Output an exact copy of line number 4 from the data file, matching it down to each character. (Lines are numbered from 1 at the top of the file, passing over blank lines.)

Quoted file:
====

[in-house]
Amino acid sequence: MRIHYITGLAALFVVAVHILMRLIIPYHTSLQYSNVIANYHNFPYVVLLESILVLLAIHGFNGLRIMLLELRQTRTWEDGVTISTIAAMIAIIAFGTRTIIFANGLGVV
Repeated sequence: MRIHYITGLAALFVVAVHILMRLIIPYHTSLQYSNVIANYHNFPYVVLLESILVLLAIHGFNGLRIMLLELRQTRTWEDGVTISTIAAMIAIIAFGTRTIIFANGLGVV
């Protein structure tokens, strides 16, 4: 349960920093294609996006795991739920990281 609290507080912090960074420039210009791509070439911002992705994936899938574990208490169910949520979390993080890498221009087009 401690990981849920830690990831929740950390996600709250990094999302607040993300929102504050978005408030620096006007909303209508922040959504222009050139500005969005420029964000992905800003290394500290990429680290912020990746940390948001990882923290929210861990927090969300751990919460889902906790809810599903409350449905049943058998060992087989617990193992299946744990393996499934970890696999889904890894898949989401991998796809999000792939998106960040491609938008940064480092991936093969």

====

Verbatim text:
């Protein structure tokens, strides 16, 4: 349960920093294609996006795991739920990281 609290507080912090960074420039210009791509070439911002992705994936899938574990208490169910949520979390993080890498221009087009 401690990981849920830690990831929740950390996600709250990094999302607040993300929102504050978005408030620096006007909303209508922040959504222009050139500005969005420029964000992905800003290394500290990429680290912020990746940390948001990882923290929210861990927090969300751990919460889902906790809810599903409350449905049943058998060992087989617990193992299946744990393996499934970890696999889904890894898949989401991998796809999000792939998106960040491609938008940064480092991936093969």